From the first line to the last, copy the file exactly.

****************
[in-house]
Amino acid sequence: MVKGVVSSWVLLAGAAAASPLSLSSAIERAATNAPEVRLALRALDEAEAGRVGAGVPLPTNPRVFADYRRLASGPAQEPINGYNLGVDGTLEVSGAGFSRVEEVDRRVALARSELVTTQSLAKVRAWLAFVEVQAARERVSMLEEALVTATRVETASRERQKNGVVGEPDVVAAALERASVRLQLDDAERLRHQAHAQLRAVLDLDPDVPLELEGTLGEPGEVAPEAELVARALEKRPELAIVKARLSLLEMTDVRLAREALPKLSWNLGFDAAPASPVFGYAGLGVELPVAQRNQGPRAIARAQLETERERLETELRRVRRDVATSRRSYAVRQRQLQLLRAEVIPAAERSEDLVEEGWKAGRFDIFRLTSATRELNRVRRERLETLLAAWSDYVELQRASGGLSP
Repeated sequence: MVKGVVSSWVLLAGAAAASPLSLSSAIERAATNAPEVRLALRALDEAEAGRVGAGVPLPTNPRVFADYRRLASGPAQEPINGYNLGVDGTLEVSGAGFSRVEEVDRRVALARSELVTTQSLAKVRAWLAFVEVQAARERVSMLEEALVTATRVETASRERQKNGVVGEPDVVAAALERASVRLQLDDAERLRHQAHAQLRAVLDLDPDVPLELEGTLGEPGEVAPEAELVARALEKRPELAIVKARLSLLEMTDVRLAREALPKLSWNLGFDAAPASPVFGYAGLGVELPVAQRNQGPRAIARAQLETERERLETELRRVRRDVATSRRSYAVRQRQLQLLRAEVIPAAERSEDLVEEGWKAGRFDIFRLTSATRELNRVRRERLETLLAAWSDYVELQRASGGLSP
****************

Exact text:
[in-house]
Amino acid sequence: MVKGVVSSWVLLAGAAAASPLSLSSAIERAATNAPEVRLALRALDEAEAGRVGAGVPLPTNPRVFADYRRLASGPAQEPINGYNLGVDGTLEVSGAGFSRVEEVDRRVALARSELVTTQSLAKVRAWLAFVEVQAARERVSMLEEALVTATRVETASRERQKNGVVGEPDVVAAALERASVRLQLDDAERLRHQAHAQLRAVLDLDPDVPLELEGTLGEPGEVAPEAELVARALEKRPELAIVKARLSLLEMTDVRLAREALPKLSWNLGFDAAPASPVFGYAGLGVELPVAQRNQGPRAIARAQLETERERLETELRRVRRDVATSRRSYAVRQRQLQLLRAEVIPAAERSEDLVEEGWKAGRFDIFRLTSATRELNRVRRERLETLLAAWSDYVELQRASGGLSP
Repeated sequence: MVKGVVSSWVLLAGAAAASPLSLSSAIERAATNAPEVRLALRALDEAEAGRVGAGVPLPTNPRVFADYRRLASGPAQEPINGYNLGVDGTLEVSGAGFSRVEEVDRRVALARSELVTTQSLAKVRAWLAFVEVQAARERVSMLEEALVTATRVETASRERQKNGVVGEPDVVAAALERASVRLQLDDAERLRHQAHAQLRAVLDLDPDVPLELEGTLGEPGEVAPEAELVARALEKRPELAIVKARLSLLEMTDVRLAREALPKLSWNLGFDAAPASPVFGYAGLGVELPVAQRNQGPRAIARAQLETERERLETELRRVRRDVATSRRSYAVRQRQLQLLRAEVIPAAERSEDLVEEGWKAGRFDIFRLTSATRELNRVRRERLETLLAAWSDYVELQRASGGLSP